As for a bad example, we tend to forget such instances. However, in general, I consider it bad when a character in a historical drama wears a costume that doesn’t match the time period. The fabrics, patterns, and cuts are incorrect, making them appear completely inauthentic. There have been rare examples where such inaccuracies led to failure, although the overall concept and production were usually the main reasons for failure.
What is your favorite piece of clothing (and furniture!) you’ve seen in a movie and TV Show?
My favorite clothing item is the red jacket worn by Tyler Durden in the movie “Fight Club.” Although I’m a woman, that jacket left a great impression on me due to Tyler’s iconic character. As for the furniture piece, my favorite is the LC2 Arm Chair by Le Corbusier. It has been featured multiple times on the big screen, and I particularly loved it in “Sherlock.”
Are there any specific directors, costume designers, or fashion stylists who have influenced your approach or whose work you admire?
Yes, there are many. However, if I had to narrow it down to someone who focuses on costume design, I would mention Tim Burton and Colleen Atwood as examples. Colleen Atwood is an outstanding costume designer who has collaborated with directors like Tim Burton, and I greatly admire her work.
Apart from costume designers, I also find Coco Chanel as a fashion designer very inspiring. Her revolutionary designs and vision have had a lasting impact on the fashion world, and I admire her creative approach and influence on the fashion industry.
In your opinion, do real-world fashion trends influence the cinema, and to what extent? Would you consider this good or bad?
I would say it is rather the other way around – cinema often sets the fashion trends, and it is often done consciously, as the entire industry is involved. One could say that films and TV series often serve as a form of advertising platform.
At the same time, the real world also influences cinema and fashion since movies depict real life. This interplay between cinema and fashion, in my opinion, is good as it serves as a driving force in the creative process.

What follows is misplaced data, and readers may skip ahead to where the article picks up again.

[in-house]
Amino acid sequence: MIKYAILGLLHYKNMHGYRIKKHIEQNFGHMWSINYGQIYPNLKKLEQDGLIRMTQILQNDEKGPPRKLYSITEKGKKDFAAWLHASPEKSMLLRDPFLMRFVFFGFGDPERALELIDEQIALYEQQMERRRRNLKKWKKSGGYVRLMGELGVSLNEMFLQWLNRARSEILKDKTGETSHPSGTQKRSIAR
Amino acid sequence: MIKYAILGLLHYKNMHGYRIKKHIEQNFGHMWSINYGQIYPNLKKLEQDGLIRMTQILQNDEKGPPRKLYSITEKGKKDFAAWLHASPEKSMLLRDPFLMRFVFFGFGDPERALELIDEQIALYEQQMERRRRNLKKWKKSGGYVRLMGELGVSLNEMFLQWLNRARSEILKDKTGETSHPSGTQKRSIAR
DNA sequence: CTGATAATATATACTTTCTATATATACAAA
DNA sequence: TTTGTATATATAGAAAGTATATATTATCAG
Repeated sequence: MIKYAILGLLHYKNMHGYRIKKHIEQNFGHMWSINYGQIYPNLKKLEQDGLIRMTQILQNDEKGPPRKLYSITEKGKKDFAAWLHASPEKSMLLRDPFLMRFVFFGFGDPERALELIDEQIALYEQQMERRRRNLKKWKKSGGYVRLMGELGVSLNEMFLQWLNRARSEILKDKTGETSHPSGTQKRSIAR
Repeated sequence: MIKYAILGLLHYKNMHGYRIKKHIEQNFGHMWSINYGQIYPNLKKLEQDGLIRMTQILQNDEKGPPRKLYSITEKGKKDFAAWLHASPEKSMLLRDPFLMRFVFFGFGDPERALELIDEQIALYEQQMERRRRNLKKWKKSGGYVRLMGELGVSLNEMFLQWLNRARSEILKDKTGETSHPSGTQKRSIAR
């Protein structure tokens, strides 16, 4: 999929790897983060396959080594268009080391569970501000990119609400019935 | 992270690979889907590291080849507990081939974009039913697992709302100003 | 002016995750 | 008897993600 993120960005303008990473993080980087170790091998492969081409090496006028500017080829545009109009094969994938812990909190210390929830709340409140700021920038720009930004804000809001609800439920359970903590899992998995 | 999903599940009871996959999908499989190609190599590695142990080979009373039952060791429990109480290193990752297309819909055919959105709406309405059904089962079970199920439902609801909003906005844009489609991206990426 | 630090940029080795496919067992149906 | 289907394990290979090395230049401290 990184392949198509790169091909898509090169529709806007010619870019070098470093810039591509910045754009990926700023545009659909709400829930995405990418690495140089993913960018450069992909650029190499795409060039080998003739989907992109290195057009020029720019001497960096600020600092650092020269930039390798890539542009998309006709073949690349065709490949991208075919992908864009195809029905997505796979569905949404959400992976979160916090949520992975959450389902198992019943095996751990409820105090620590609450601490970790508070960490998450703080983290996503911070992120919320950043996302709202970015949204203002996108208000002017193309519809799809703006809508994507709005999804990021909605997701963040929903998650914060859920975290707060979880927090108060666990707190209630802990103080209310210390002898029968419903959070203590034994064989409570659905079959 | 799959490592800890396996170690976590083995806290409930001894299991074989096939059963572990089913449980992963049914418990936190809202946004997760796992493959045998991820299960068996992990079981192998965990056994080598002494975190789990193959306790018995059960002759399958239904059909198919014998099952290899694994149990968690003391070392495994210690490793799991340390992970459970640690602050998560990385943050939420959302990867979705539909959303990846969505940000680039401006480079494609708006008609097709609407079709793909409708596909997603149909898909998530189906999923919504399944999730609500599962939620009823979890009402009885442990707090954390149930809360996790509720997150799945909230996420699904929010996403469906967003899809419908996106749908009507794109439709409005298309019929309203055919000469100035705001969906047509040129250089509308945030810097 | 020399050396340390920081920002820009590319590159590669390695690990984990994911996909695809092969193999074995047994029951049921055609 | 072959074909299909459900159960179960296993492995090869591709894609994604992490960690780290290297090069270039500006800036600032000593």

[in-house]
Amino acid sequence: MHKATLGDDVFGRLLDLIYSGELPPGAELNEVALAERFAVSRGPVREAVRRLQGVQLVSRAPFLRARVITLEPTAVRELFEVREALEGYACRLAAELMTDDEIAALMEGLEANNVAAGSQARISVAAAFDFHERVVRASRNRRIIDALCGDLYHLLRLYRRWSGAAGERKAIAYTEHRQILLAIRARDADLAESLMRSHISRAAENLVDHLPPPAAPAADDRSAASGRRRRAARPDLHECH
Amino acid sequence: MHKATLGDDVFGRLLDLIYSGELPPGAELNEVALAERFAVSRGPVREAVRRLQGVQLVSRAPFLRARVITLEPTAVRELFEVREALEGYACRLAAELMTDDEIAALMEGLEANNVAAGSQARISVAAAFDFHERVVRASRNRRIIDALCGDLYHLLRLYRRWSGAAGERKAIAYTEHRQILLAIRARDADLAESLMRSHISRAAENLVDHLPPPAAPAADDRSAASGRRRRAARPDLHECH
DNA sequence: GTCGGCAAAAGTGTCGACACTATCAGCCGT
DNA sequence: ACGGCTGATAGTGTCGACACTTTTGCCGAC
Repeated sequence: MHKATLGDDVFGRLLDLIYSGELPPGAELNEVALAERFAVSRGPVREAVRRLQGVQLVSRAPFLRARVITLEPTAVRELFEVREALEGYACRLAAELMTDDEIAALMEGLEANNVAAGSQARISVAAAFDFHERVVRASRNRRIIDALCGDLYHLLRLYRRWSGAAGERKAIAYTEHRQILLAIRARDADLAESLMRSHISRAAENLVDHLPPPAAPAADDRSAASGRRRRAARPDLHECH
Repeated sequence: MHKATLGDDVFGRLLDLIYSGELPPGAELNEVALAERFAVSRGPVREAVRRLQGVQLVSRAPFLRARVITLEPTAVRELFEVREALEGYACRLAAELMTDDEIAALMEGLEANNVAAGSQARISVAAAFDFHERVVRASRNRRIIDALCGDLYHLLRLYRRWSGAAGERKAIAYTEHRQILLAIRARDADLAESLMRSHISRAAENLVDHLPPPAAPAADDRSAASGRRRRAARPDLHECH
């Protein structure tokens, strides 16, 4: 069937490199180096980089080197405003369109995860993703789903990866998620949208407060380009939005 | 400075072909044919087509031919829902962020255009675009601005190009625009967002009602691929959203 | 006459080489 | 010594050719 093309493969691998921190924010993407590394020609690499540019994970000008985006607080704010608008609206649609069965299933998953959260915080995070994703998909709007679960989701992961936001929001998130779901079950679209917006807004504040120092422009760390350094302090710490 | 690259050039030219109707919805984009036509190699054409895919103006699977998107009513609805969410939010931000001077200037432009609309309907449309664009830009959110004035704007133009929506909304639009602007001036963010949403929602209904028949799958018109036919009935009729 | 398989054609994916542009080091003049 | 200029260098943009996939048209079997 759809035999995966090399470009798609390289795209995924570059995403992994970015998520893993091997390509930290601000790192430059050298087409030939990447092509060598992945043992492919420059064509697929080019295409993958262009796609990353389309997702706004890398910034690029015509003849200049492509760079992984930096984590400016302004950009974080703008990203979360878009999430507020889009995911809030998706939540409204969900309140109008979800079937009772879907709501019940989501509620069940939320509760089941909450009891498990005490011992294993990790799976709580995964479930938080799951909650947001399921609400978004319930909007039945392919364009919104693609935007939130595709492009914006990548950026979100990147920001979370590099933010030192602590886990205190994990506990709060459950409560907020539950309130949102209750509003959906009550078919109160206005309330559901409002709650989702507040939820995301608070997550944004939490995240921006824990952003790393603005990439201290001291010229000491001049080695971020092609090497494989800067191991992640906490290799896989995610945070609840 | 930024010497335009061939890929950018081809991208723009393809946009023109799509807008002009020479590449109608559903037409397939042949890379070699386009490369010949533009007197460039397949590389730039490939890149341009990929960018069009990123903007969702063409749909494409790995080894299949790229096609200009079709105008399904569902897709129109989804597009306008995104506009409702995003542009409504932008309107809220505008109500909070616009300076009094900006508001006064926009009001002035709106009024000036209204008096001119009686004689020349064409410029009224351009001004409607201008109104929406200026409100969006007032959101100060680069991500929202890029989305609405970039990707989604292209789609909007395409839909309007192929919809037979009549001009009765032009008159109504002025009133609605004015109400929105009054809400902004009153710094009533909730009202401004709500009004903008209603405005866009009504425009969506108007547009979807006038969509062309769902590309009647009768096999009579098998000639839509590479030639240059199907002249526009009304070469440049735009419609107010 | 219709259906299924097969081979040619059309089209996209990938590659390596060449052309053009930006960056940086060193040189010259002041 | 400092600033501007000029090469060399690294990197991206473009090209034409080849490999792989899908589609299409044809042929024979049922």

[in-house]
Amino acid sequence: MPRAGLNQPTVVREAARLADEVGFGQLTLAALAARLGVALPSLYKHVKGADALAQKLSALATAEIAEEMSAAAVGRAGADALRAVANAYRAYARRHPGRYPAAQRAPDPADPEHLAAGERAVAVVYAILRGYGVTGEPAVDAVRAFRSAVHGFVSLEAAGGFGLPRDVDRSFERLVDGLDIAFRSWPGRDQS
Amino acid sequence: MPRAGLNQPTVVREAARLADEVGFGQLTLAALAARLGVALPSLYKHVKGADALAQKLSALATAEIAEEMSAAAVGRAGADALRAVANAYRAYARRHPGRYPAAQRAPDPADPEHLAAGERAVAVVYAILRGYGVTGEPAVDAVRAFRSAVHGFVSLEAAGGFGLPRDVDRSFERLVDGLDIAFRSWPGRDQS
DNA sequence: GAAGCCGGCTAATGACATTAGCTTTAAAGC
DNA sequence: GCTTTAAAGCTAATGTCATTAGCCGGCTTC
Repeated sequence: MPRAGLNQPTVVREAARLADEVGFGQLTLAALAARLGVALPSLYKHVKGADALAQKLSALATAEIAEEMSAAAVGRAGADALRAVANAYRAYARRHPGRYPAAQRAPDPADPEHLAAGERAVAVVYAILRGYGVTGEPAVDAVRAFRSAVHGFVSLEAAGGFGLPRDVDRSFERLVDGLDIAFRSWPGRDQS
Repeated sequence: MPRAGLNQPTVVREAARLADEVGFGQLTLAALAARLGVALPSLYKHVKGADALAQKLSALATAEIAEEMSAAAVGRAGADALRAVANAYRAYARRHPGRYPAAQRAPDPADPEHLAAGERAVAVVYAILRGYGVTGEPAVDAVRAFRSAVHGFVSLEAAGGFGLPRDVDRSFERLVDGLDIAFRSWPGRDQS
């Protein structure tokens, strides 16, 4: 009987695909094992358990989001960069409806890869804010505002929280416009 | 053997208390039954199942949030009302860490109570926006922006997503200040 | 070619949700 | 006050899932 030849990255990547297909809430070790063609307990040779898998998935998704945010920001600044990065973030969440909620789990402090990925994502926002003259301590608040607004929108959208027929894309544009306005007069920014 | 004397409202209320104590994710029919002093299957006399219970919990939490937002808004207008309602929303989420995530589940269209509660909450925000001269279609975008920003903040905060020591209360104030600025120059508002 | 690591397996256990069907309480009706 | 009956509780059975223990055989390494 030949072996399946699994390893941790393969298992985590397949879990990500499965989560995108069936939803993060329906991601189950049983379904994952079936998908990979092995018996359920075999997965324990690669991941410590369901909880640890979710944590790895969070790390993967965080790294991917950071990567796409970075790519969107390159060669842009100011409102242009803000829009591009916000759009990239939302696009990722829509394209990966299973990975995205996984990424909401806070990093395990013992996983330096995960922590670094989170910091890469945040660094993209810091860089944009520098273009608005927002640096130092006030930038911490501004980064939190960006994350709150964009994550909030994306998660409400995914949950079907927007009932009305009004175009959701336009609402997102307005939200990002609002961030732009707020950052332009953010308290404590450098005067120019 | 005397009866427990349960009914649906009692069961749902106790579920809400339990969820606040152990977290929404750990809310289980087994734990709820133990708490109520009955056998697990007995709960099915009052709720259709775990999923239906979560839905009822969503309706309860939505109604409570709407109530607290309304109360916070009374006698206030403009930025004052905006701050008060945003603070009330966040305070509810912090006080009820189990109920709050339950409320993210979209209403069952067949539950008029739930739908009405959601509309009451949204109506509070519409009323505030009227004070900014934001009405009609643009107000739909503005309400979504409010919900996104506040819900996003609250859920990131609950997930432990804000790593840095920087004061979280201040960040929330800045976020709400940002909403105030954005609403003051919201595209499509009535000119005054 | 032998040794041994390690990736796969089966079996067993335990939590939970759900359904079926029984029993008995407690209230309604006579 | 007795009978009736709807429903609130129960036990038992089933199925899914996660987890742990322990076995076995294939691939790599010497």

How do you think the role of fashion and costume design in movies and TV shows has evolved over the years?
In the past, cinema was an admired fictional world, but nowadays, the boundaries are slowly fading. Generation Y, the first digital natives, already live in the metaverse, where digital and real identities are both part of their personalities. This has led to trends like cosplay, dressing up, and character replication.
Does the clothing choice have more to convey today than it could convey in, let’s say, the ’70?
No. In fact, the ’70s were an incredibly creative time when people often created their own clothing instead of simply buying it. It was common to have a personal tailor or sewing machine. In today’s consumer society, however, clothing is often purchased and discarded.
Expression through clothing frequently serves the brand rather than one’s own personality.
However, there are new trends that aim to signify the opposite. We are already seeing these “non-consumption” trends, which often symbolize a departure from consumption and sometimes express a void in style. But I believe that will change, and these trends will find a new expression in the future.
What’s your opinion on CGI and other techniques that make “the set” redundant?
Taking it a step further, I would mention AI. The influence of AI will definitely be significant, not just for set design but also for many other aspects of life. AI will also lead to CGI becoming unnecessary, similar to how CGI has changed the traditional set design.
However, life goes on, and it is important to be part of this process and not lose the creative thread. It is up to us to use AI as a tool and ensure that we continue to bring our own creative vision and human perspective into the process.